Young people who have lived in the care system will be guarded against discrimination as if it were a protected characteristic, Hertfordshire County Council has decided.

On Thursday (April 18), the council’s executive committee discussed its plans to sign up to the government’s Care Leavers Covenant.

The scheme is billed as a promise made by the private, public, and voluntary sectors to provide support for care leavers aged 16 to 25 to help them to live successful independent lives.

Crucially, organisations who sign up will treat care leavers as a protected characteristic under the Equalities Act – guarding them from discrimination alongside the nine legal protections of age, race, sex, sexual orientation, disability, marital status, pregnancy, religion or belief and gender reassignment.

Cllr Fiona Thomson, portfolio holder for children and young people, said she was “delighted” to bring a report to the executive committee.

She said: “The support is around helping (young people) to live independently, ensuring they have improved access to employment, education and training, supporting care leavers to feel safe and secure… and most importantly, to achieve financial stability.

“Becoming a signatory will enhance our commitment at Hertfordshire County Council to challenge this disadvantage and to improve the lives of our care leavers.”

The report included testimony from campaigner Claire Wilden, from care rights group Coram Voice, who said her intelligence had been underestimated at school and she had been turned down for jobs because of her background.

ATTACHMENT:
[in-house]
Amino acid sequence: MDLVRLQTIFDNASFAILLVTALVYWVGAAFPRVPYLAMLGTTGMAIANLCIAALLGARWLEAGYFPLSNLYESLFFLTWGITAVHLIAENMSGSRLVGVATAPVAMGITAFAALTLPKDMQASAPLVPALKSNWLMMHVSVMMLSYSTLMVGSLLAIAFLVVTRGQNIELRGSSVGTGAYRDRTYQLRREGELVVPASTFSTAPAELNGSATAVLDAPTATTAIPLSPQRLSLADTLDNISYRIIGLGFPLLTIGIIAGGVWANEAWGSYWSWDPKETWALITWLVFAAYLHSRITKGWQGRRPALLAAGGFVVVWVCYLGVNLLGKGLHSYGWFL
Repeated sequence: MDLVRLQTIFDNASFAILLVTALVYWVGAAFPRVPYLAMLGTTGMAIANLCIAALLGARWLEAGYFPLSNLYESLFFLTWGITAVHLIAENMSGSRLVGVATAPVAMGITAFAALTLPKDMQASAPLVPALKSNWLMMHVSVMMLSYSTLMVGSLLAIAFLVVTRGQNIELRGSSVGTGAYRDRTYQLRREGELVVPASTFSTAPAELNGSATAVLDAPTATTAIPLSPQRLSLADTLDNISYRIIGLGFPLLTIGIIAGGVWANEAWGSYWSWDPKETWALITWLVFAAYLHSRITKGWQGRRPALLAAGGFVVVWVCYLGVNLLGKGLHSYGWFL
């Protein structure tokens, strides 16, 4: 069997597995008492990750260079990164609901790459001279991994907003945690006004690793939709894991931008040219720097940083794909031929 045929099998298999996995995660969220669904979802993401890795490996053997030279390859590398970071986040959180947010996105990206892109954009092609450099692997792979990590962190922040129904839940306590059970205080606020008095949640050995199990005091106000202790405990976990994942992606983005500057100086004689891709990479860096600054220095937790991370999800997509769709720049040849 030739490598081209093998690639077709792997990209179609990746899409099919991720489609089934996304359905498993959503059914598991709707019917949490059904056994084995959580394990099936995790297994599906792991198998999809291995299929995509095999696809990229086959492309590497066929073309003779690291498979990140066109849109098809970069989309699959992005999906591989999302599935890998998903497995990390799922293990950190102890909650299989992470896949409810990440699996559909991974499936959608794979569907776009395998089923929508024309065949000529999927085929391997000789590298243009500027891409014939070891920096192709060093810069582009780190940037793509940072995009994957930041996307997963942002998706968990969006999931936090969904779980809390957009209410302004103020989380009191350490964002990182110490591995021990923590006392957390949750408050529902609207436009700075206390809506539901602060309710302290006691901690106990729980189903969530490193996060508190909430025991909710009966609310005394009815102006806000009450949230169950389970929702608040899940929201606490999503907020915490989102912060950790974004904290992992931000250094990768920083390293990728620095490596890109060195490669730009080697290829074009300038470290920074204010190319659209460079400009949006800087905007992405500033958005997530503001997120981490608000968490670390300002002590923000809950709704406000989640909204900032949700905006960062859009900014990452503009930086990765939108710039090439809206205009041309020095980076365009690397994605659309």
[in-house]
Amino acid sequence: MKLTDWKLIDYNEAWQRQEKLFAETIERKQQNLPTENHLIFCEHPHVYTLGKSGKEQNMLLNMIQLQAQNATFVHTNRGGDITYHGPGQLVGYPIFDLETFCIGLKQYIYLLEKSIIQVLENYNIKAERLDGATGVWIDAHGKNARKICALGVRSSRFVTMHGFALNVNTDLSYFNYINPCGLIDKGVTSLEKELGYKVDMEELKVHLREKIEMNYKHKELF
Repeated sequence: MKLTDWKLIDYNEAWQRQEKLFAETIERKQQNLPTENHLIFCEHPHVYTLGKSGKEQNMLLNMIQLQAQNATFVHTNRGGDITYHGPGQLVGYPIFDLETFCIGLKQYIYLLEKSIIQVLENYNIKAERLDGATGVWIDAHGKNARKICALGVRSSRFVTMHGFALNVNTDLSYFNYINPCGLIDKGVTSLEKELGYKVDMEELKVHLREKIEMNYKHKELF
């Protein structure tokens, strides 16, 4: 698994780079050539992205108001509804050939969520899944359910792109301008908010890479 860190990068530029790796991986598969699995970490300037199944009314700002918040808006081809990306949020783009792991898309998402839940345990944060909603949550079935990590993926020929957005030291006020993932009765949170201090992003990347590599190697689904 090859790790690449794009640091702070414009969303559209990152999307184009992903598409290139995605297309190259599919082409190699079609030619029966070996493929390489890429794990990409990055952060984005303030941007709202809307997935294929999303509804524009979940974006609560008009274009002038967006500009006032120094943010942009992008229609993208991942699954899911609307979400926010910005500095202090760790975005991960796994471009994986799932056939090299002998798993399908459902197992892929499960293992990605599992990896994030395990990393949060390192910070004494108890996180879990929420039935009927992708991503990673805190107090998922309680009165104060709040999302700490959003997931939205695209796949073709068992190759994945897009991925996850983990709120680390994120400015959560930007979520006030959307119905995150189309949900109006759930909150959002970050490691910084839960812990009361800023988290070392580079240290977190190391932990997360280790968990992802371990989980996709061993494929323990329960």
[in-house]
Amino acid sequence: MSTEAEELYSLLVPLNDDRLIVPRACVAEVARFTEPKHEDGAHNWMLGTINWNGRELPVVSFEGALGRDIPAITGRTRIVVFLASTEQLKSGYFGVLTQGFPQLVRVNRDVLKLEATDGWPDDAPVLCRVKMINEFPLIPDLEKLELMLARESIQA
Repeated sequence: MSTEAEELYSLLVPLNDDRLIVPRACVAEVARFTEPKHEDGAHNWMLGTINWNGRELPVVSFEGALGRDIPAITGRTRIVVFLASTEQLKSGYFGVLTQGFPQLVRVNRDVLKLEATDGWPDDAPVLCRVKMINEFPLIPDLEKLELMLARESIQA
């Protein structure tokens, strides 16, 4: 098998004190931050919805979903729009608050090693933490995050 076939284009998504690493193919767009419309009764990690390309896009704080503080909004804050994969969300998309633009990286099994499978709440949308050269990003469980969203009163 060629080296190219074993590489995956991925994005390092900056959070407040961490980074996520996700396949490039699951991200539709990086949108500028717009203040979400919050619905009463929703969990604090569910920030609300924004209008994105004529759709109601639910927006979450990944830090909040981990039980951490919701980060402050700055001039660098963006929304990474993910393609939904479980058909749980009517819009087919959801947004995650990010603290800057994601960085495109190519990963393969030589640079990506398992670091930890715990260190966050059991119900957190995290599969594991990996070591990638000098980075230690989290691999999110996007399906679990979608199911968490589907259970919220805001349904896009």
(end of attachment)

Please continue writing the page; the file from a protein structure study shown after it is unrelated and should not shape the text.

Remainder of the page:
She said: “I didn’t choose to be born when I was, making me this particular age. I didn’t choose to be on the autistic spectrum, providing me with this label and stigma about my disability.

“Similarly, I’ve had no choice about being in care. If the government can prevent me from being discriminated against due to my age and disability, why not my experience in care?”

The report noted: “There is growing recognition that care leavers face poorer outcomes in physical and mental health, education, employment, and housing, as well as an increased risk of premature death and contact with the criminal justice system.

“Crucially, many care-experienced people themselves say that discrimination has contributed to negative outcomes in their lives.

“The current number of local authorities treating care experience as if it were a protected characteristic has been growing steadily across the UK and as of 29 January 2024, 76 local authorities have introduced this. It has now been agreed that this approach will also be adopted in the council.”

Leader of the council, Cllr Richard Roberts said: “I think this will be an important day when we sign this covenant, which we’re going to do in May I believe. I really look forward to being at that event.

“In a sense it almost feels like the final piece of the jigsaw in terms of recognising the value and worth of our corporate responsibility here in Hertfordshire.

“Yesterday we were quoted in the national news as having some of the lowest numbers of children in care, and much of that is due to the preventative work in safeguarding, which supports families.

“We should do all we can to ensure that those leaving our care can live the full and thriving independent lives that we’d wish as they move on in their journey through life.”

Members supported the proposal to sign the covenant.